On February 9, 2007, Nuvelo and certain of Nuvelo’s former and then current officers and directors were named as defendants in a purported securities class action lawsuit filed in the United States District Court for the Southern District of New York. The suit alleges violations of the Securities Exchange Act of 1934 related to the clinical trial results of alfimeprase, which Nuvelo announced on December 11, 2006, and seeks damages on behalf of purchasers of Nuvelo’s common stock during the period between January 5, 2006 and December 8, 2006. Specifically, the suit alleges that Nuvelo misled investors regarding the efficacy of alfimeprase and the drug’s likelihood of success. The plaintiff seeks unspecified damages and injunctive relief. Three additional lawsuits were filed in the Southern District of New York on February 16, 2007, March 1, 2007 and March 6, 2007, respectively. In July 2007, the Court granted Nuvelo’s motion to transfer the cases to the Northern District of California. The cases were consolidated with the original lawsuit, and plaintiffs filed a consolidated complaint in the Northern District of California on November 9, 2007. Nuvelo filed a motion to dismiss plaintiffs’ consolidated complaint on December 21, 2007. On June 12, 2008, the Court held a hearing on the motion to dismiss. On December 4, 2008, the Court issued an order dismissing plaintiffs’ complaint, and granting leave to amend. On January 23, 2009, plaintiffs filed an amended complaint, alleging similar claims. On March 24, 2009, defendants filed a motion to dismiss the amended complaint. On July 15, 2009, the Court held a hearing on the motion to dismiss. On August 17, 2009, the Court granted in part and denied in part defendants’ motion. ARCA filed its answer to plaintiff’s complaint on October 1, 2009.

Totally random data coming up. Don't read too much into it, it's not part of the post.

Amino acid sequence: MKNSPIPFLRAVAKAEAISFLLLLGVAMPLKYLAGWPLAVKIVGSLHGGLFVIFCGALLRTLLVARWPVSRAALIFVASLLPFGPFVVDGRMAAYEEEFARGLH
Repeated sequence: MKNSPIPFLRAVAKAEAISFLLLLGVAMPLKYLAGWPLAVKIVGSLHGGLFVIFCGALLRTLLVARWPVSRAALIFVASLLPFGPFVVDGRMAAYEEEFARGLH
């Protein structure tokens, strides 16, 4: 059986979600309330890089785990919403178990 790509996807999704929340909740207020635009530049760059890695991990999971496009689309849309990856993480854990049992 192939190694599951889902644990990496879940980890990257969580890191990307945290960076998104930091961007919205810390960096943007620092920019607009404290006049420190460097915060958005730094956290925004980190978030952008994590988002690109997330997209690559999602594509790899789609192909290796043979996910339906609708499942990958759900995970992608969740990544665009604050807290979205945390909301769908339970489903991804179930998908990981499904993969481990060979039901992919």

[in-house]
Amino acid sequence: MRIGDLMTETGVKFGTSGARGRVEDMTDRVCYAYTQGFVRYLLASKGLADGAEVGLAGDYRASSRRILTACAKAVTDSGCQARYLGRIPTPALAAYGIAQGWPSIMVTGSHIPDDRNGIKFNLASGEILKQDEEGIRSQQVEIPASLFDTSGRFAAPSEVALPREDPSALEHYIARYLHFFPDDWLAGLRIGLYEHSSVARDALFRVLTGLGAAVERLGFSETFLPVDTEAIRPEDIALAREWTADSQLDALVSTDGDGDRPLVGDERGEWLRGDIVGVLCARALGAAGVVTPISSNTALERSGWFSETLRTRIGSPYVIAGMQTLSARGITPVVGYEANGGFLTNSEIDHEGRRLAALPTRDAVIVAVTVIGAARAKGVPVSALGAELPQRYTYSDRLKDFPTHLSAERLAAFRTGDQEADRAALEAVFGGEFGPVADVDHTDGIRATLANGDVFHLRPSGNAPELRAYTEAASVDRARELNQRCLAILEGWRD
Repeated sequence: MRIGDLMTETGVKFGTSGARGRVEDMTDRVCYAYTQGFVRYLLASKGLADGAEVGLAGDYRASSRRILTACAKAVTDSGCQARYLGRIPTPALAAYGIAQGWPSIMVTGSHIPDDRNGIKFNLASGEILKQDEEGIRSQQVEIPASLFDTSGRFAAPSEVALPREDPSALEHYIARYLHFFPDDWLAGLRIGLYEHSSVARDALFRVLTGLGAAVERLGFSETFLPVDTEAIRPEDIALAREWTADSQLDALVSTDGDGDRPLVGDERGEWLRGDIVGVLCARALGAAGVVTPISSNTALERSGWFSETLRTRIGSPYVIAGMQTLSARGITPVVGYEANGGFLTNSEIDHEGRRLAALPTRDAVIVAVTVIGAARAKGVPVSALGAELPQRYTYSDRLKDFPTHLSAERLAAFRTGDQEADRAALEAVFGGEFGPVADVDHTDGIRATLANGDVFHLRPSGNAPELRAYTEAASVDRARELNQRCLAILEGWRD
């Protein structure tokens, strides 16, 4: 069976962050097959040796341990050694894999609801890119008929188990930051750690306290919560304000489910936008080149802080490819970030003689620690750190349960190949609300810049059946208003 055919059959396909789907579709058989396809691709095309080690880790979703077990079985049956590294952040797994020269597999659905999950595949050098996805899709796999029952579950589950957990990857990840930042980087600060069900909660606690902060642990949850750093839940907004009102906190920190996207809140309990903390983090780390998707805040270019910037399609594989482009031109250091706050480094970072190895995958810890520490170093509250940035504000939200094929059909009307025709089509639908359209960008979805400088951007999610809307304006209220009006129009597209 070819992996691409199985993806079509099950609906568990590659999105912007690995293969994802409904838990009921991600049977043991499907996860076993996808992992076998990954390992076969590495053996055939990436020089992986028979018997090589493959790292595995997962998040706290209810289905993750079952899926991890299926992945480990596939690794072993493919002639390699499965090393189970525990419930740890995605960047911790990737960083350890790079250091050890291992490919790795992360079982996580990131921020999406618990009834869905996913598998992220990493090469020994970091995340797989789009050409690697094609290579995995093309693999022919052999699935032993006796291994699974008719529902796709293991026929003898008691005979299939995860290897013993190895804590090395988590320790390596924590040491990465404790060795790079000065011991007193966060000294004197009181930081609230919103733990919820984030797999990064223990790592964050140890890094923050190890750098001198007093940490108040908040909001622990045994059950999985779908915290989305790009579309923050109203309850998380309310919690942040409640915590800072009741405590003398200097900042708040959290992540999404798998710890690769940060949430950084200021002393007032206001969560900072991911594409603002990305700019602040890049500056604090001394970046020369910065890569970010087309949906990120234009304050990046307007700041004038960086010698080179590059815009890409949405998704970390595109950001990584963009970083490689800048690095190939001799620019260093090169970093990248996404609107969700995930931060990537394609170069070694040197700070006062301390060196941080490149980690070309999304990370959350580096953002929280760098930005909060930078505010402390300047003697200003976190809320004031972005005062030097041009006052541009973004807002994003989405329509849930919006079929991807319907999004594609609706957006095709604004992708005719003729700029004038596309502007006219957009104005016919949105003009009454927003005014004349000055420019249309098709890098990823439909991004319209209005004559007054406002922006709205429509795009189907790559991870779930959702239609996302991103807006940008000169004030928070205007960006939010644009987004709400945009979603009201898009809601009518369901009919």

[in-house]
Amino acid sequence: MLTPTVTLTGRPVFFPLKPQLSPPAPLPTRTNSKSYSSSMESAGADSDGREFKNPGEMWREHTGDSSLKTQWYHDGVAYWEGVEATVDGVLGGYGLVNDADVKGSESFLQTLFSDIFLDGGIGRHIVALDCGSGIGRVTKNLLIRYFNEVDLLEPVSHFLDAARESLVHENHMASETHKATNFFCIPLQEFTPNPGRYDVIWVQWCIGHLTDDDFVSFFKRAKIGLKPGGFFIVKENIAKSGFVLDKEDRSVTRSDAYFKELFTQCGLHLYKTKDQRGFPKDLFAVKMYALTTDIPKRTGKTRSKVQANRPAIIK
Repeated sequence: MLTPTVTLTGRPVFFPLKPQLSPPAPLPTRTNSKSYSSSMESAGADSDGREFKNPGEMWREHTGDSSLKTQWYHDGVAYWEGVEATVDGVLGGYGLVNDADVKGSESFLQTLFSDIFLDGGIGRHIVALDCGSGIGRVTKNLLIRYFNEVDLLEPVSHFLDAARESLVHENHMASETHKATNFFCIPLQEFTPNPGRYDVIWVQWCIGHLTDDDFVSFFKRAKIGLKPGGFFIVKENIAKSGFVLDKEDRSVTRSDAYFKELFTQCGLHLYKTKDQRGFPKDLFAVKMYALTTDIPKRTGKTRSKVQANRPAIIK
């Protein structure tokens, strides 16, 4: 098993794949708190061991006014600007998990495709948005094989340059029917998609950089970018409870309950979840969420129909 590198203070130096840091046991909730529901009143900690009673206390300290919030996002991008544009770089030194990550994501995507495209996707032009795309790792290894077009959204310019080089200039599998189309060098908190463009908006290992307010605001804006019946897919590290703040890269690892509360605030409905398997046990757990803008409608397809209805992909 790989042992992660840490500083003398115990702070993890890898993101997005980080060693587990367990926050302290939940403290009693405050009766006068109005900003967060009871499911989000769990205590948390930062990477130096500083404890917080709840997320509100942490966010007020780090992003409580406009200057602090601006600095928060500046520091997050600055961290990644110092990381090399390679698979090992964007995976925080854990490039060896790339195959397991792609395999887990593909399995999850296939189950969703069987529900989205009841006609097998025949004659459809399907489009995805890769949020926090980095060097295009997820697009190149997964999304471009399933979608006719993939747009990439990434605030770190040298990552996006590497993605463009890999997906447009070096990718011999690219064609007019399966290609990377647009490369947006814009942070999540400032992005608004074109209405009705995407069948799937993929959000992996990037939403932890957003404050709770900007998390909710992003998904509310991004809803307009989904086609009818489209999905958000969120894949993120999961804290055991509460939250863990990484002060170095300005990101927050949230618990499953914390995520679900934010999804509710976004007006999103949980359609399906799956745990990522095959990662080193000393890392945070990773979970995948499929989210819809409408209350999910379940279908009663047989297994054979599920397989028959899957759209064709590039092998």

On December 29, 2010, ARCA and the other defendants reached a settlement of the litigation with the plaintiffs, after participating in mediation before a retired federal judge. On February 25, 2011, the parties

 

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(a development stage enterprise)

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entered into a settlement agreement, which has been submitted to the Court for approval. ARCA’s insurance carriers have agreed to fund the settlement, subject to a reservation of rights by one carrier. If the Court approves the settlement, the litigation will be dismissed against all the defendants. Members of the class who participate in the settlement will provide a release to the defendants, which prevents them from ever asserting any related claims against the defendants. Members of the class, if any, who opt out of the settlement, would not be bound by this release. Although ARCA’s insurance carriers have agreed to pay most of the legal fees that have been incurred in defending this litigation, ARCA has separately agreed with its legal counsel to pay $167,000 in legal defense costs incurred on or before December 29, 2010, but only if ARCA obtains additional funding of at least $10 million in 2011. If ARCA does not obtain such additional funding in 2011, ARCA will have no such payment obligation.